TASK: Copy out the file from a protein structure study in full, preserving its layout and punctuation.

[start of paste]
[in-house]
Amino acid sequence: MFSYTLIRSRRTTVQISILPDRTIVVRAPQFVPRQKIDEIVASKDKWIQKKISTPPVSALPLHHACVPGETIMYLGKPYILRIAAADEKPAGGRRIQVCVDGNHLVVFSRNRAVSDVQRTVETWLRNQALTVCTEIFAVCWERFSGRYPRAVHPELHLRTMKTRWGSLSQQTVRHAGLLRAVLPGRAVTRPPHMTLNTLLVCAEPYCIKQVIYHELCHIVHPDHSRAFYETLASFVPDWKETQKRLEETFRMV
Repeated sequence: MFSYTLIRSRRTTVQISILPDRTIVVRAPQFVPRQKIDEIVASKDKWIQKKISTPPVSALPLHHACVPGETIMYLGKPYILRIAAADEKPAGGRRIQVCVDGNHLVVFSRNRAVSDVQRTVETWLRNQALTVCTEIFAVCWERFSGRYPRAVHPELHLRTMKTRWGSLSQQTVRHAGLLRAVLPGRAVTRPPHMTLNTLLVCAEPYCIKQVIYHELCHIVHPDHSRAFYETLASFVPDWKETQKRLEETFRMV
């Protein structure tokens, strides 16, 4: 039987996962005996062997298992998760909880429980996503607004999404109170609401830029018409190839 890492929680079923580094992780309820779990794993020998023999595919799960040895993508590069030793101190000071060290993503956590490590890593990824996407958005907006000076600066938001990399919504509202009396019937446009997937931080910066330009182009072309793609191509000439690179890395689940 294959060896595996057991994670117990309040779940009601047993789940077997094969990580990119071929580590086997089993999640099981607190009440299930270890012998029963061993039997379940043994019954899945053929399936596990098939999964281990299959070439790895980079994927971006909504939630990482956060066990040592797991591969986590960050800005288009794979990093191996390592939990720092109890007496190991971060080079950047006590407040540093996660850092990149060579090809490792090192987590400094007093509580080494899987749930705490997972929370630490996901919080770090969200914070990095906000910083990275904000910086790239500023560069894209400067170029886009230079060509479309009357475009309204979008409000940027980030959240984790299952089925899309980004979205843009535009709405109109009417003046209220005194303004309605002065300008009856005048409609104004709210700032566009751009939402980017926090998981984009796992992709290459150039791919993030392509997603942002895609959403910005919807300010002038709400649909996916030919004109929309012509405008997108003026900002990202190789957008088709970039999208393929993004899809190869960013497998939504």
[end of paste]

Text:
[in-house]
Amino acid sequence: MFSYTLIRSRRTTVQISILPDRTIVVRAPQFVPRQKIDEIVASKDKWIQKKISTPPVSALPLHHACVPGETIMYLGKPYILRIAAADEKPAGGRRIQVCVDGNHLVVFSRNRAVSDVQRTVETWLRNQALTVCTEIFAVCWERFSGRYPRAVHPELHLRTMKTRWGSLSQQTVRHAGLLRAVLPGRAVTRPPHMTLNTLLVCAEPYCIKQVIYHELCHIVHPDHSRAFYETLASFVPDWKETQKRLEETFRMV
Repeated sequence: MFSYTLIRSRRTTVQISILPDRTIVVRAPQFVPRQKIDEIVASKDKWIQKKISTPPVSALPLHHACVPGETIMYLGKPYILRIAAADEKPAGGRRIQVCVDGNHLVVFSRNRAVSDVQRTVETWLRNQALTVCTEIFAVCWERFSGRYPRAVHPELHLRTMKTRWGSLSQQTVRHAGLLRAVLPGRAVTRPPHMTLNTLLVCAEPYCIKQVIYHELCHIVHPDHSRAFYETLASFVPDWKETQKRLEETFRMV
């Protein structure tokens, strides 16, 4: 039987996962005996062997298992998760909880429980996503607004999404109170609401830029018409190839 890492929680079923580094992780309820779990794993020998023999595919799960040895993508590069030793101190000071060290993503956590490590890593990824996407958005907006000076600066938001990399919504509202009396019937446009997937931080910066330009182009072309793609191509000439690179890395689940 294959060896595996057991994670117990309040779940009601047993789940077997094969990580990119071929580590086997089993999640099981607190009440299930270890012998029963061993039997379940043994019954899945053929399936596990098939999964281990299959070439790895980079994927971006909504939630990482956060066990040592797991591969986590960050800005288009794979990093191996390592939990720092109890007496190991971060080079950047006590407040540093996660850092990149060579090809490792090192987590400094007093509580080494899987749930705490997972929370630490996901919080770090969200914070990095906000910083990275904000910086790239500023560069894209400067170029886009230079060509479309009357475009309204979008409000940027980030959240984790299952089925899309980004979205843009535009709405109109009417003046209220005194303004309605002065300008009856005048409609104004709210700032566009751009939402980017926090998981984009796992992709290459150039791919993030392509997603942002895609959403910005919807300010002038709400649909996916030919004109929309012509405008997108003026900002990202190789957008088709970039999208393929993004899809190869960013497998939504």